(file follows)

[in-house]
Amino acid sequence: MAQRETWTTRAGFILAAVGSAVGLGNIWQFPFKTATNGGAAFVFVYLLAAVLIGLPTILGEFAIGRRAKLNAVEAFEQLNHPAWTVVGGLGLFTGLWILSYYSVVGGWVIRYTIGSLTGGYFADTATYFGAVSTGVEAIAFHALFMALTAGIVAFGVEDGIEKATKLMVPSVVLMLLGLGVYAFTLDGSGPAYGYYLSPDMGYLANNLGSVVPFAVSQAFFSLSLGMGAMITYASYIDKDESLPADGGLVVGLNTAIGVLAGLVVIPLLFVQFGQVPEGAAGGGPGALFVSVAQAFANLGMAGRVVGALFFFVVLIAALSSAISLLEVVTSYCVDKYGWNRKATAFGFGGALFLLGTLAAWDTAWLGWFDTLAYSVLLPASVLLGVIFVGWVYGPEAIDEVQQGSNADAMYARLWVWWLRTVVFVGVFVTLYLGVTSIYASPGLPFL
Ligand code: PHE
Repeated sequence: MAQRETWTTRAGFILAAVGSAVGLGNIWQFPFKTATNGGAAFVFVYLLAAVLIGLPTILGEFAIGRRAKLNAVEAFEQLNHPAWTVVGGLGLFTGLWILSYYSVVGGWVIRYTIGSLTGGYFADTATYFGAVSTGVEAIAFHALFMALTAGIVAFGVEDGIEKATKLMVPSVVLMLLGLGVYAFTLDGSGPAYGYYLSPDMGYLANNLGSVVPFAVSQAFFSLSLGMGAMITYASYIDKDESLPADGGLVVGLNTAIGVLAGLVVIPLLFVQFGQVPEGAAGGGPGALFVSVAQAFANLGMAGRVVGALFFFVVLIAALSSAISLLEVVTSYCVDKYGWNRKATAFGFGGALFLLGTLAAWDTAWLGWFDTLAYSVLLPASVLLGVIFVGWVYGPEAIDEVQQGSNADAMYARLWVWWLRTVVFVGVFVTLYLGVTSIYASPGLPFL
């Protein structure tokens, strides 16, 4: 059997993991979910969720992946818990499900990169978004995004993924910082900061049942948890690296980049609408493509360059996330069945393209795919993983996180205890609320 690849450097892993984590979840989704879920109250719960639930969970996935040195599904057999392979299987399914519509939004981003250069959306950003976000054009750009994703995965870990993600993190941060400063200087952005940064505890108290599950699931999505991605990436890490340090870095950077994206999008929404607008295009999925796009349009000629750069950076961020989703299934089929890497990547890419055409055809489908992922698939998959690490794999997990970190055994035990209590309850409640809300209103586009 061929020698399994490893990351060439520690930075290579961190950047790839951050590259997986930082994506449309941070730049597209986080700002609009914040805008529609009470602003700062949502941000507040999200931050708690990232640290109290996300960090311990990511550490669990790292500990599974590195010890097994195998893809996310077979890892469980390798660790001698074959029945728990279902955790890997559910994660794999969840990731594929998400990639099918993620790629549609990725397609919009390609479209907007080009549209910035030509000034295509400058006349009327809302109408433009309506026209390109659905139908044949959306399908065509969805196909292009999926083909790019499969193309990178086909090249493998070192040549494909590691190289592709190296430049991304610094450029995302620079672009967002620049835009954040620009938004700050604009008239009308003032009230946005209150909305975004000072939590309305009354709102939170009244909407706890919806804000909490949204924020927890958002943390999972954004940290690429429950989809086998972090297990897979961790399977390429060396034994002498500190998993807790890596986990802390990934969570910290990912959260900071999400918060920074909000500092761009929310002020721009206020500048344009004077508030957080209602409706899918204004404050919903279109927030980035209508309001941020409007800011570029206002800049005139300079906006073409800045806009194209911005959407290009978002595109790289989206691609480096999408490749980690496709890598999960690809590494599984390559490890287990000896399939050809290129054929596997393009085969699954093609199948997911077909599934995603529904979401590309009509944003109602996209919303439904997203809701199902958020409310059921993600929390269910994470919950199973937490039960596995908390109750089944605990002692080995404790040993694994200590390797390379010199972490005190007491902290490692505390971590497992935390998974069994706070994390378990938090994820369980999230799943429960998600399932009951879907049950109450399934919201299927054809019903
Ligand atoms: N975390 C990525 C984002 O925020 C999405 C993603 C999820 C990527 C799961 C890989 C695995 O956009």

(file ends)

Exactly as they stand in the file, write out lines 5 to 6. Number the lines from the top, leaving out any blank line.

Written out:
């Protein structure tokens, strides 16, 4: 059997993991979910969720992946818990499900990169978004995004993924910082900061049942948890690296980049609408493509360059996330069945393209795919993983996180205890609320 690849450097892993984590979840989704879920109250719960639930969970996935040195599904057999392979299987399914519509939004981003250069959306950003976000054009750009994703995965870990993600993190941060400063200087952005940064505890108290599950699931999505991605990436890490340090870095950077994206999008929404607008295009999925796009349009000629750069950076961020989703299934089929890497990547890419055409055809489908992922698939998959690490794999997990970190055994035990209590309850409640809300209103586009 061929020698399994490893990351060439520690930075290579961190950047790839951050590259997986930082994506449309941070730049597209986080700002609009914040805008529609009470602003700062949502941000507040999200931050708690990232640290109290996300960090311990990511550490669990790292500990599974590195010890097994195998893809996310077979890892469980390798660790001698074959029945728990279902955790890997559910994660794999969840990731594929998400990639099918993620790629549609990725397609919009390609479209907007080009549209910035030509000034295509400058006349009327809302109408433009309506026209390109659905139908044949959306399908065509969805196909292009999926083909790019499969193309990178086909090249493998070192040549494909590691190289592709190296430049991304610094450029995302620079672009967002620049835009954040620009938004700050604009008239009308003032009230946005209150909305975004000072939590309305009354709102939170009244909407706890919806804000909490949204924020927890958002943390999972954004940290690429429950989809086998972090297990897979961790399977390429060396034994002498500190998993807790890596986990802390990934969570910290990912959260900071999400918060920074909000500092761009929310002020721009206020500048344009004077508030957080209602409706899918204004404050919903279109927030980035209508309001941020409007800011570029206002800049005139300079906006073409800045806009194209911005959407290009978002595109790289989206691609480096999408490749980690496709890598999960690809590494599984390559490890287990000896399939050809290129054929596997393009085969699954093609199948997911077909599934995603529904979401590309009509944003109602996209919303439904997203809701199902958020409310059921993600929390269910994470919950199973937490039960596995908390109750089944605990002692080995404790040993694994200590390797390379010199972490005190007491902290490692505390971590497992935390998974069994706070994390378990938090994820369980999230799943429960998600399932009951879907049950109450399934919201299927054809019903
Ligand atoms: N975390 C990525 C984002 O925020 C999405 C993603 C999820 C990527 C799961 C890989 C695995 O956009």